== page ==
The general method is to put together as many kind phrases as you can, omit the bad truths, and speak to your own hopes and fears about the future. I’m not sure that does the dead justice. I’m sure it doesn’t do justice to Joe Yule. If you can’t talk boldly about how someone died, how can you talk at all about how they lived?

When Joe headed out the exit door, he left a one-word note, economical with words to the very last: “Sorry.”

The easy conclusion, and the narrative that got pushed, was that Joe was clinically depressed, and somehow this darkness brought about his demise. It may be true, but I never saw it. In fact, I never saw anyone more typically in good spirits than Joe. I saw some very hard drinking, maybe there were other things as well. Whether it was alcoholism, drugs, clinical depression, or some combination, or something else entirely, makes little difference. In the end, he succumbed to a disease of the mind. In the end, no one could help him. And in the end, he left a lot of sadness and a lot of loss.

This is hardly how he should be remembered. The demons should be acknowledged, but Joe deserves to be remembered for his success. It’s not just a matter of the tired old trope “that’s what he would have wanted,” it’s a matter of how he actually lived. His successes, great though they were, are less important than the fact that he lived life successfully. He decided what mattered, hewed to it with little or no compromise, and called it quits when, in his mind, it was quittin’ time. Success isn’t monuments or bank accounts or lines in Wikipedia. Success isn’t a point in time. Success is a process.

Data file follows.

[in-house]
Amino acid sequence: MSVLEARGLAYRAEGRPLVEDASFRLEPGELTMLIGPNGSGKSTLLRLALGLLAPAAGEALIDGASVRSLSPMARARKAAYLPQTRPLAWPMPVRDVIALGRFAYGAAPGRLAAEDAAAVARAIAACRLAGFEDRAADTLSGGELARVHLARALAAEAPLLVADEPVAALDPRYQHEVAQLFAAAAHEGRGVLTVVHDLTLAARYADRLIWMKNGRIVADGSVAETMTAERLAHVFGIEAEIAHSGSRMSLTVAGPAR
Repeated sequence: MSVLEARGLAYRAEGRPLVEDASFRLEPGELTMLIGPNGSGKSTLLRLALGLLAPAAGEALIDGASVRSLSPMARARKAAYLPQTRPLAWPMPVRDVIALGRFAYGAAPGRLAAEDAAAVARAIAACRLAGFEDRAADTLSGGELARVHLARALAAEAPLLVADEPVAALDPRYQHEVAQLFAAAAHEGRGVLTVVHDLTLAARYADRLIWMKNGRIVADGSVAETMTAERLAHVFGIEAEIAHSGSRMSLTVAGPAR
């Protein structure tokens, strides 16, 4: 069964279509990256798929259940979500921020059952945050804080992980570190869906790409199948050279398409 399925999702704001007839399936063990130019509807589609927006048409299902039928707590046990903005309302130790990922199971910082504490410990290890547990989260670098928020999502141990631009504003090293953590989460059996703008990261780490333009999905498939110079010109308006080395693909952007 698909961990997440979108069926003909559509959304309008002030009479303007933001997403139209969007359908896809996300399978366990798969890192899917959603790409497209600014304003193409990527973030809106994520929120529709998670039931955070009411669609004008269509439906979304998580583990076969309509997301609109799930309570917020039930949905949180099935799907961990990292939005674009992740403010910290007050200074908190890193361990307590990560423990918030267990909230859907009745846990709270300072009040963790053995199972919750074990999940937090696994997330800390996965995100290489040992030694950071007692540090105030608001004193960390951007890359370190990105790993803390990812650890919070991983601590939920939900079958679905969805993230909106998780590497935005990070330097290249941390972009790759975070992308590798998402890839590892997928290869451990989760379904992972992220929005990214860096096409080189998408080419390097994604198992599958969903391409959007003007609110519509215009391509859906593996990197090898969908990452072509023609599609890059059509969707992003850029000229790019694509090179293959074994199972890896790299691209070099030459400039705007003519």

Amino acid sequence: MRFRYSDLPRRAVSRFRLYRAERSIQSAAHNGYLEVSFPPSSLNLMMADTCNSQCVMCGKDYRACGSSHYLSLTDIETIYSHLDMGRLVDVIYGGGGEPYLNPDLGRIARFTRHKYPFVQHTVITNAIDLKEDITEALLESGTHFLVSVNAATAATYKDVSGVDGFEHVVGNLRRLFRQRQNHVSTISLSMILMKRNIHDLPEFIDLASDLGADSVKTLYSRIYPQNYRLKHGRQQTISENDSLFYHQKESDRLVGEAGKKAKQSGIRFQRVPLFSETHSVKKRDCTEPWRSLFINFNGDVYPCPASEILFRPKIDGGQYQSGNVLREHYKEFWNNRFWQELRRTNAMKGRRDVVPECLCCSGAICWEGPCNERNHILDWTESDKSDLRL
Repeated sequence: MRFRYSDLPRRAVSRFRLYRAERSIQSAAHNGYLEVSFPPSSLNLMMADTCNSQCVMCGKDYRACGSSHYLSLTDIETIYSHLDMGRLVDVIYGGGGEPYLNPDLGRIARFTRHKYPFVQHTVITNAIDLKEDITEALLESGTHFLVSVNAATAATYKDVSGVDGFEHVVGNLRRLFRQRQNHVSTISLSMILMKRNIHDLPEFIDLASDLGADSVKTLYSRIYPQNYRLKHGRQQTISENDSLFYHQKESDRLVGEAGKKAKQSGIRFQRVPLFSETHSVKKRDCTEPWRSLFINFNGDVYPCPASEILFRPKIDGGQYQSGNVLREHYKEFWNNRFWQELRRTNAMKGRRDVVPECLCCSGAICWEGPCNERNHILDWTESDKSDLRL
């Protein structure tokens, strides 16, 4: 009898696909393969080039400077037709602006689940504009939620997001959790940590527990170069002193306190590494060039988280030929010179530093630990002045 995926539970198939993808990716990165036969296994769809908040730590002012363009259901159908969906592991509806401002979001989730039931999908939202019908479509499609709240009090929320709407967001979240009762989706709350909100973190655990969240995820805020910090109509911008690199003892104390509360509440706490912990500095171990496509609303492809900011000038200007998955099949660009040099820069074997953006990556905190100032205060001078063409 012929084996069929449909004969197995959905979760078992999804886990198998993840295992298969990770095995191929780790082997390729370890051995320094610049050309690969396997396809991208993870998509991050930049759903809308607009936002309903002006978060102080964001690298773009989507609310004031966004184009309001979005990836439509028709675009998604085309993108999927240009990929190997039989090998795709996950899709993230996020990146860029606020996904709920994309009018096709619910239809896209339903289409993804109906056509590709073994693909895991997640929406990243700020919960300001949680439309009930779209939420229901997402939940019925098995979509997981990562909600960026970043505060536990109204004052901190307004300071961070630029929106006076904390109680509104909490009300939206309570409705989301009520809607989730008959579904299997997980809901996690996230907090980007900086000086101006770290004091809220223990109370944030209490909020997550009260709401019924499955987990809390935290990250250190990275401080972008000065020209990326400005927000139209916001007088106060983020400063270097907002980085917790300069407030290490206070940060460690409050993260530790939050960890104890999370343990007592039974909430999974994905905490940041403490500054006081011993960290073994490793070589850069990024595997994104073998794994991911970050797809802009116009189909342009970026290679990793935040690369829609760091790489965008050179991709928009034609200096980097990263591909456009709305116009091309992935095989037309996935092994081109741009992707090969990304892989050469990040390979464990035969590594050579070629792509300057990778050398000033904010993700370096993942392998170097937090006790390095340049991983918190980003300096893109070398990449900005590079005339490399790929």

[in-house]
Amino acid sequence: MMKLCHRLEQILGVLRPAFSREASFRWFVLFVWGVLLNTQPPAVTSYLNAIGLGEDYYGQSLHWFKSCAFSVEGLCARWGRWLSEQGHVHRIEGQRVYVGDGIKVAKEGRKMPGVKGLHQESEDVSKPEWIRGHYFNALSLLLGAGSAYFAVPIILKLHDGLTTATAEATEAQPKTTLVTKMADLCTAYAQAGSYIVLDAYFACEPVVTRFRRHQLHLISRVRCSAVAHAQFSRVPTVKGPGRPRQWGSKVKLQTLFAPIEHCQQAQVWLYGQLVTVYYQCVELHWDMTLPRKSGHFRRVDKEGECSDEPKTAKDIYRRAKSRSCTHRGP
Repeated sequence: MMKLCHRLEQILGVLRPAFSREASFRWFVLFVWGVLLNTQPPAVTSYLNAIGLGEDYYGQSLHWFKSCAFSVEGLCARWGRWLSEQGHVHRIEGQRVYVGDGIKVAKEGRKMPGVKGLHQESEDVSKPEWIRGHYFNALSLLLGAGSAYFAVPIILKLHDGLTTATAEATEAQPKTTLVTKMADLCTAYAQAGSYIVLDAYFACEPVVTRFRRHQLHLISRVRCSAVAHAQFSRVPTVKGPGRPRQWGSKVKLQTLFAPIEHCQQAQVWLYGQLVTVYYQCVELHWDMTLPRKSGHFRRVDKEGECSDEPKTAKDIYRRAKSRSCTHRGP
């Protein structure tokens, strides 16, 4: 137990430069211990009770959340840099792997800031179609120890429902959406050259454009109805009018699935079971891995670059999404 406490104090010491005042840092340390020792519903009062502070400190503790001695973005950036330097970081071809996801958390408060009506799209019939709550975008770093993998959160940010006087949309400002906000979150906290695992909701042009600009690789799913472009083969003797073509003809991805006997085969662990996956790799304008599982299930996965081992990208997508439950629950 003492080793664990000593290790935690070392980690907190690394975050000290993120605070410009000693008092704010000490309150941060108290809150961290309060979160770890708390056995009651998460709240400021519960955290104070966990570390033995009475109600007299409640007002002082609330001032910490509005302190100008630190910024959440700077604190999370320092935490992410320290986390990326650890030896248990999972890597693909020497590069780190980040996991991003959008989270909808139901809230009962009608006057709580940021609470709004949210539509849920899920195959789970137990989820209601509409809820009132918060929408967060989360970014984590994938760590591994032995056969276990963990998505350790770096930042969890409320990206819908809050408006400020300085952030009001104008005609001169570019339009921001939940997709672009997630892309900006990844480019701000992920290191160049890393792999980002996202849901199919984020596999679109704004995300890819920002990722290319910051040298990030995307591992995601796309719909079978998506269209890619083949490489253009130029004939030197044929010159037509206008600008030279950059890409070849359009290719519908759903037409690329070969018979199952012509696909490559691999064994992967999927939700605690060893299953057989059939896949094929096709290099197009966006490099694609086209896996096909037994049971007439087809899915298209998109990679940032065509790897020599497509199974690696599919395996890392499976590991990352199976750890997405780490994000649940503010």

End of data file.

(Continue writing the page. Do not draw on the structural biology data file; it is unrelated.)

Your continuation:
From my vantage point, Joe was always succeeding, no matter the setbacks. He claimed his life as his, delegated it to no one else, lived and died accordingly.

When I met Joe in 2006, I didn’t even know that I’d met him. It was a remote introduction, so to speak. I had just moved to California, and the lawyer I was working for had just purchased the building in San Pedro that Joe had sold as part of his divorce. It may not mean anything to you, but the interior of the building was so unique, so beautiful, so elegant, so tasteful, so open, so relaxing, and so quiet that the new owner changed absolutely nothing aside from hanging a couple of new pictures. Even the posters in the bathroom were left as-is.